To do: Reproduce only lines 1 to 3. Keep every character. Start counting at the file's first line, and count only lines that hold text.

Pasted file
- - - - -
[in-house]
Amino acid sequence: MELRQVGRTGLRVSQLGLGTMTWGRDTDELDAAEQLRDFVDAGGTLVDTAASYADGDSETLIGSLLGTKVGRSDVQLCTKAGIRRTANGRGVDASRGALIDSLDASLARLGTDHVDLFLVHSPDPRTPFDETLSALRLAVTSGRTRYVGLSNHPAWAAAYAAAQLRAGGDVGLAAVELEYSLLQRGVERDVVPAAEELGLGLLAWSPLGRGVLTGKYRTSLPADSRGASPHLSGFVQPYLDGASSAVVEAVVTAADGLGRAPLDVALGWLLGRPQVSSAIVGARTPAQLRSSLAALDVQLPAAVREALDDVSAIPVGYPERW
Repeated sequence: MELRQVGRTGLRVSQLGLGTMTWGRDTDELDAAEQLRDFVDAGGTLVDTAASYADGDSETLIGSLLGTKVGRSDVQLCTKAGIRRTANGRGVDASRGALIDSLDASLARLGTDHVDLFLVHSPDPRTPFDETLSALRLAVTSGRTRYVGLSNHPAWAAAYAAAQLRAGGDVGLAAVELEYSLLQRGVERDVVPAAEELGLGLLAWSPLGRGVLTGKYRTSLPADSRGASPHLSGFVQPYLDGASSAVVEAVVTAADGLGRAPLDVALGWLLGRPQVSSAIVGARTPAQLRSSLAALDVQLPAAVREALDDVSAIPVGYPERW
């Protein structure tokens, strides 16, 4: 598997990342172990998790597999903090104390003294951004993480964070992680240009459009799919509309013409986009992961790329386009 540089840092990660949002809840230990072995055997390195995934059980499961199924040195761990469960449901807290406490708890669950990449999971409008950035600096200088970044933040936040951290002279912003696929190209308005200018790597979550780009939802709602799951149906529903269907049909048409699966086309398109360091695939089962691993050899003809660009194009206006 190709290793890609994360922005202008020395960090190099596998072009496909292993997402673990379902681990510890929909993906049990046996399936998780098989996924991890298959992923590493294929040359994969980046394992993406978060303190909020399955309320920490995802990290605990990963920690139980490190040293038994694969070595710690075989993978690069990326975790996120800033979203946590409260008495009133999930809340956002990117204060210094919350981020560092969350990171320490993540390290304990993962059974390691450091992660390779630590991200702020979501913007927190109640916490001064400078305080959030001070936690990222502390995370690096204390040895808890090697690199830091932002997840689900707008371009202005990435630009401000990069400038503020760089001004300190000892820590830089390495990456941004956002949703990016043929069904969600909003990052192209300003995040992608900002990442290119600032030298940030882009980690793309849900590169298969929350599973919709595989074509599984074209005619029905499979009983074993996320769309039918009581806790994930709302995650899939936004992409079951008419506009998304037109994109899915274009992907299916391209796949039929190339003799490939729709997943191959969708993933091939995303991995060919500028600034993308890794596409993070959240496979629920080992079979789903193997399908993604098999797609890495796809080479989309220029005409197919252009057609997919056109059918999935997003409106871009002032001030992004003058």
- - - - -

[in-house]
Amino acid sequence: MELRQVGRTGLRVSQLGLGTMTWGRDTDELDAAEQLRDFVDAGGTLVDTAASYADGDSETLIGSLLGTKVGRSDVQLCTKAGIRRTANGRGVDASRGALIDSLDASLARLGTDHVDLFLVHSPDPRTPFDETLSALRLAVTSGRTRYVGLSNHPAWAAAYAAAQLRAGGDVGLAAVELEYSLLQRGVERDVVPAAEELGLGLLAWSPLGRGVLTGKYRTSLPADSRGASPHLSGFVQPYLDGASSAVVEAVVTAADGLGRAPLDVALGWLLGRPQVSSAIVGARTPAQLRSSLAALDVQLPAAVREALDDVSAIPVGYPERW
Repeated sequence: MELRQVGRTGLRVSQLGLGTMTWGRDTDELDAAEQLRDFVDAGGTLVDTAASYADGDSETLIGSLLGTKVGRSDVQLCTKAGIRRTANGRGVDASRGALIDSLDASLARLGTDHVDLFLVHSPDPRTPFDETLSALRLAVTSGRTRYVGLSNHPAWAAAYAAAQLRAGGDVGLAAVELEYSLLQRGVERDVVPAAEELGLGLLAWSPLGRGVLTGKYRTSLPADSRGASPHLSGFVQPYLDGASSAVVEAVVTAADGLGRAPLDVALGWLLGRPQVSSAIVGARTPAQLRSSLAALDVQLPAAVREALDDVSAIPVGYPERW